As has been pointed out, your post does seem to mix a few disparate concepts into a theory which has no defined limits.

Therefore, please define "resolution".

After that ...

First, are you subjective personality? Someone who feels what you perceive is what is and other information is irrelevant or even distracting? Where do you feel "resolution" occurs? On a page or a disc? Within a circuit? Or, does it all happen in your mind?

Or, are you a purely objective type who defines performance by way of set group of specifications and measurements not always associated with real world use? Does the shape of a square wave interest you?

On a similar front, have you ever experienced a 78 RPM monoaural recording reproduced on a truly excellent music system? (I assume you might have since the idea of digitizing an image goes back well over 70 years prior.)

It is simply a fact in analog recording that higher recording speed equals higher potential "resolution". Just as it is a simple fact in digital that higher sampling rates provide greater opportunity for a more accurate reconstruction of the original signal. Of course, then come all the other circuits and actions involved in creating "resolution".

Which is the better way to listen to music?

Head over to the audio forums and find out. You can, just as they have, engage in this debate for decades.
 

KmH

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For printing using an inkjet printer there are 3 resolutions that need to be considered:
1. Image resolution - the pixel dimensions of the photograph.
2. Print resolution - pixels per inch (PPI) and image resolution.
3. Printer resolution - a function of how many ink colors and the type of print head the printer uses. Some inkjet print heads deliver between 100 and 200 dots per print head (color of ink).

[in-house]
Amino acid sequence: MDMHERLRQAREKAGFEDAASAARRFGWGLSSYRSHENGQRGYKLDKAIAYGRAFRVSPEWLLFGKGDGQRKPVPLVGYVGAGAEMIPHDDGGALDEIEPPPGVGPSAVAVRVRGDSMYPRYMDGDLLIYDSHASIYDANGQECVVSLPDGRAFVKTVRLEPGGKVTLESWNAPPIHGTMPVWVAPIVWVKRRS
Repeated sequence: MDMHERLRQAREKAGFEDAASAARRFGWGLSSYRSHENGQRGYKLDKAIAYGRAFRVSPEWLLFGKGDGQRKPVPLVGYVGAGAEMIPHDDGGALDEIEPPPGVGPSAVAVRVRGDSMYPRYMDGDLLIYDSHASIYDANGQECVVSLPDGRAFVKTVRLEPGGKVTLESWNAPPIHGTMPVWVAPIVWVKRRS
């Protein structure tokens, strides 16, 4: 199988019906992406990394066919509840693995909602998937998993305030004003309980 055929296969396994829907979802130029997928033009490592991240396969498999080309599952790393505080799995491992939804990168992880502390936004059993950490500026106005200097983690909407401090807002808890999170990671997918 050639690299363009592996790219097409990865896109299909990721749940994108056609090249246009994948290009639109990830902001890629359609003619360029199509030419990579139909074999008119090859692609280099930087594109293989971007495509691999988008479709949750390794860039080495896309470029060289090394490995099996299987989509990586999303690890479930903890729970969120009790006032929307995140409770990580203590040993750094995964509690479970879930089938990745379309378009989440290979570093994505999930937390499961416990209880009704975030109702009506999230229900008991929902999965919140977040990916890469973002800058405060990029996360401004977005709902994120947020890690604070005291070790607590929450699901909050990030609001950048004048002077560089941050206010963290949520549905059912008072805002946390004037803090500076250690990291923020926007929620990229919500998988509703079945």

Chromogenic prints are made on light sensitive paper that is chemically developed, so there is no DPI.
 

dennybeall

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Depending on the emulsion you bought, and your skill, depended on the detail you could produce in a print. In the digital world the number of pixels you capture and the print capability of the printer amount to the same thing. Now the critical question is where will you show the picture - print - pc screen - iPhone screen or projected on the wall of the skyscraper?
With the technology we have we can usually produce any of those if we know what is needed.
The quality is now more of a choice than a necessity.
 

Miles Farman

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What has happened to the quality difference that used to be clearly visible in small prints when it was all emulsion and 'analogue' processing? Have we lost something by going to digital processing that no one has really noticed (even though it stuck out like a sore thumb half a century and more ago)? Or am I missing something fundamental in my analysis of printing resolution?
Good question.

The answer is quite simple: Grain.

Although grain could be unobtrusive that didn't mean it wasn't there. That was why, even with moderately small prints, as the format went up, the result, generally, became cleaner and sharper.

Although I'll probably be lynched for saying this, there is pretty much no point in using MF or larger for photographs intended to be viewed on a monitor or as prints at or below around 12 x 16. Yes, there are exceptions, but generally, there's no point.
 
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Moglex

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The answer is quite simple: Grain.

Although grain could be unobtrusive that didn't mean it wasn't there. That was why, even with moderately small prints, as the format went up, the result, generally, became cleaner and sharper.

Thanks, I think you've nailed it. As you say, unobtrusive does not mean non existent.